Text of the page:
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Old 05-12-05, 04:36 AM
  #6  
WithNail
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Originally Posted by jccaclimber
No english skills, over analyzing the problem...can you tell I'm and ME major? Oh, and if anyone wants a co-op or intern ME student over the summer get me at singdt@rose-hulman.edu. Resumee available upon request.
Do you know a kid that goes to rose hulman named Marcus Bohleman? he's german/argentinean and abroad studing in germany right now. . . I know it's a long shot but eh.
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Old 05-12-05, 06:43 AM
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Finding Marcus's picture I've seen the guy around sometime this academic year but don't know him. He has a really nice set of wheels (powered) on his web page https://www.rose-hulman.edu/~bohlemma/ but nothing more.
As a more related note I'm not sure how much twisted spokes would help as they shorten the spokes by different ammounts and therefore it seems you would need spokes of two different lengths to string a wheel. The spokes on the outside have farther to go to get to the center than the ones on the inside, and the same going out. The only way I could think of that helping is if they changed the spoke order such that holes say, 1,2,3,and 4 on the hub went to nipples 2,1,4,and 3 on the rim, but even that might not even things perfectly and it does wierd stuff to the tension levels.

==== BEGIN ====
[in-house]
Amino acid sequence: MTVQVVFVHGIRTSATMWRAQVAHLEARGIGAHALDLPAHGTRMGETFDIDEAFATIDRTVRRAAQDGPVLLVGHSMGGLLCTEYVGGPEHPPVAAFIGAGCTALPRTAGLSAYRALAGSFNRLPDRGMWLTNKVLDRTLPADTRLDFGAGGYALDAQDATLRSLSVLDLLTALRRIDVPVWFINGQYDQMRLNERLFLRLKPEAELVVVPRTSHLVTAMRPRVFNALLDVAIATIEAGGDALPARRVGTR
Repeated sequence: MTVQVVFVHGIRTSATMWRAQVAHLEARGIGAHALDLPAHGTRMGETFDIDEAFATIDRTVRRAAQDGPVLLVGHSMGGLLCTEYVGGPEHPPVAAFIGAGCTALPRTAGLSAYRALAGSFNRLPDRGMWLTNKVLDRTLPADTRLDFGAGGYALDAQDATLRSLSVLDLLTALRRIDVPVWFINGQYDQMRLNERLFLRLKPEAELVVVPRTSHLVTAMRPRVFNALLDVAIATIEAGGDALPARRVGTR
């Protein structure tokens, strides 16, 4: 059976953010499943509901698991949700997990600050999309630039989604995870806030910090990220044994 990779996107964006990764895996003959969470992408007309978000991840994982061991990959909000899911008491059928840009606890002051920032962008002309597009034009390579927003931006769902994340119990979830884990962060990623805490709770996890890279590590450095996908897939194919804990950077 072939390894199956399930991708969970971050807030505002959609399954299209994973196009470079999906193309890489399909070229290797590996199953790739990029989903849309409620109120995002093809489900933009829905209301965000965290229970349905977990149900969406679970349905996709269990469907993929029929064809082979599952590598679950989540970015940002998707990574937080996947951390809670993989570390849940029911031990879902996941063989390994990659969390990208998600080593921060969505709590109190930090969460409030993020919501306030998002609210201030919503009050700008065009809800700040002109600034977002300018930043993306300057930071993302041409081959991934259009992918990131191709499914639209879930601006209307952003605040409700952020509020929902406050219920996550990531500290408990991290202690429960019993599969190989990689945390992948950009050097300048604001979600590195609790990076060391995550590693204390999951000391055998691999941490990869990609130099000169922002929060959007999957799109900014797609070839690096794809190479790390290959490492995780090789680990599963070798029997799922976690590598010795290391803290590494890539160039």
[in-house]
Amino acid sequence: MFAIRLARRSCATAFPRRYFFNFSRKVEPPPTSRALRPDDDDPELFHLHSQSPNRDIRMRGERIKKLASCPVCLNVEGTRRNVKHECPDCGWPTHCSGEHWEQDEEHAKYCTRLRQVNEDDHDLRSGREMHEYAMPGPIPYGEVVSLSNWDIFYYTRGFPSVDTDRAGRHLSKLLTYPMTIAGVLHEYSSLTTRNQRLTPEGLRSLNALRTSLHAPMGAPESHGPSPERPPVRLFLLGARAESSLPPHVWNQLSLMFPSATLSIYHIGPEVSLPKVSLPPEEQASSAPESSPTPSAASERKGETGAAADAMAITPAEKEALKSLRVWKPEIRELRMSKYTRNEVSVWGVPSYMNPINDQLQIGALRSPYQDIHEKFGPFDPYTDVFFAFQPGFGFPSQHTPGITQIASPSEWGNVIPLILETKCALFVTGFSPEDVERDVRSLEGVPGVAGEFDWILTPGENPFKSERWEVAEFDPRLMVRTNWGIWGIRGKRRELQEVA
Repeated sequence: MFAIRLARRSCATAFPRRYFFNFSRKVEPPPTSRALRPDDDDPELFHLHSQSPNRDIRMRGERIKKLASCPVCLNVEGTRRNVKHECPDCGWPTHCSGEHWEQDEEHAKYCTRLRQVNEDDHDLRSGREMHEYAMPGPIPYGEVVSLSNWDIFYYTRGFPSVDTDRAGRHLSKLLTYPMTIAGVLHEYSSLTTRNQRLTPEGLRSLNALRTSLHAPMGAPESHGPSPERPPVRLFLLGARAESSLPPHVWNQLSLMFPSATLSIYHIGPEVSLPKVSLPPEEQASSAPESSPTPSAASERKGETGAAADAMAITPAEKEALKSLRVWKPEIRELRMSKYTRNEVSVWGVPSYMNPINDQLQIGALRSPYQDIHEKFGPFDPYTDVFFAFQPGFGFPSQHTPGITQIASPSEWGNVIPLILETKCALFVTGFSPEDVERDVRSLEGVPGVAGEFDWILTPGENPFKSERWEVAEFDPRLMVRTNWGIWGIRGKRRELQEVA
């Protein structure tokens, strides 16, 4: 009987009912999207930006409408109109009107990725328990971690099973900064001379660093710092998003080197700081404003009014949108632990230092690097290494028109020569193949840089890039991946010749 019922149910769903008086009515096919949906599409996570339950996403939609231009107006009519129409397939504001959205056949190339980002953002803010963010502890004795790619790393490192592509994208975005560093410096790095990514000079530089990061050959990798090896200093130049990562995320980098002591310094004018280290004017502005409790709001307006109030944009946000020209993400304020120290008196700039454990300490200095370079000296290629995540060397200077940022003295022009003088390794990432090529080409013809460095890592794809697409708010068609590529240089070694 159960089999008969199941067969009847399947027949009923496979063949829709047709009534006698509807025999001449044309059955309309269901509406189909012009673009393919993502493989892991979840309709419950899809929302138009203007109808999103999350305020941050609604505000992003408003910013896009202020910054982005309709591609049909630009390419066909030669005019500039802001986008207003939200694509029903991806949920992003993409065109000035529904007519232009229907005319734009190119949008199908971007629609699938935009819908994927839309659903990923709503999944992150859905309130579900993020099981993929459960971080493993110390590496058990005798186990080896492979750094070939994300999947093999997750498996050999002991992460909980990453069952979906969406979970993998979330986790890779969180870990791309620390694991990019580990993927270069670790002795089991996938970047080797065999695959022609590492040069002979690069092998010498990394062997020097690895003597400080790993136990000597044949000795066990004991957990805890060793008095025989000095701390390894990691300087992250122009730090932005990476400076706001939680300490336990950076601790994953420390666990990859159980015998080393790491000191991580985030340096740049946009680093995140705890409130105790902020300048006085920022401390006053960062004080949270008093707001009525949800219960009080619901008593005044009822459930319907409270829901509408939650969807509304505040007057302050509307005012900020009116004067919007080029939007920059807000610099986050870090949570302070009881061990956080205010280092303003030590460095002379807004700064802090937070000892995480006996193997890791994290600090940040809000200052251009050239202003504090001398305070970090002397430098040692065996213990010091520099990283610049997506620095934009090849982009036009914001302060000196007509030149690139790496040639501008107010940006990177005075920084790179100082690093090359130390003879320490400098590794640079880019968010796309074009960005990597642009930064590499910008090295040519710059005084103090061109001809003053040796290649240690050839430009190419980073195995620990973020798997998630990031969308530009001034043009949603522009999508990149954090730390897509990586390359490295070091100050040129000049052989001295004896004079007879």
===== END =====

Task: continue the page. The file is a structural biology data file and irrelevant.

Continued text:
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Old 05-12-05, 07:17 AM
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Gerd Schraner mentions this in his book "The Art of Wheelbuilding" He says that twisted spoking is best for trials sport where wheels take a huge radial load suddenly. For most applications it is not worthwhile. And if ya break a spoke...its like breaking 2...crap.
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Old 05-12-05, 08:09 AM
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I was thinking about building one of these (over here we call them "snowflake" wheels) but was advised by my guru that it's a poor torque transmitter - so pretty sucky on a fixie.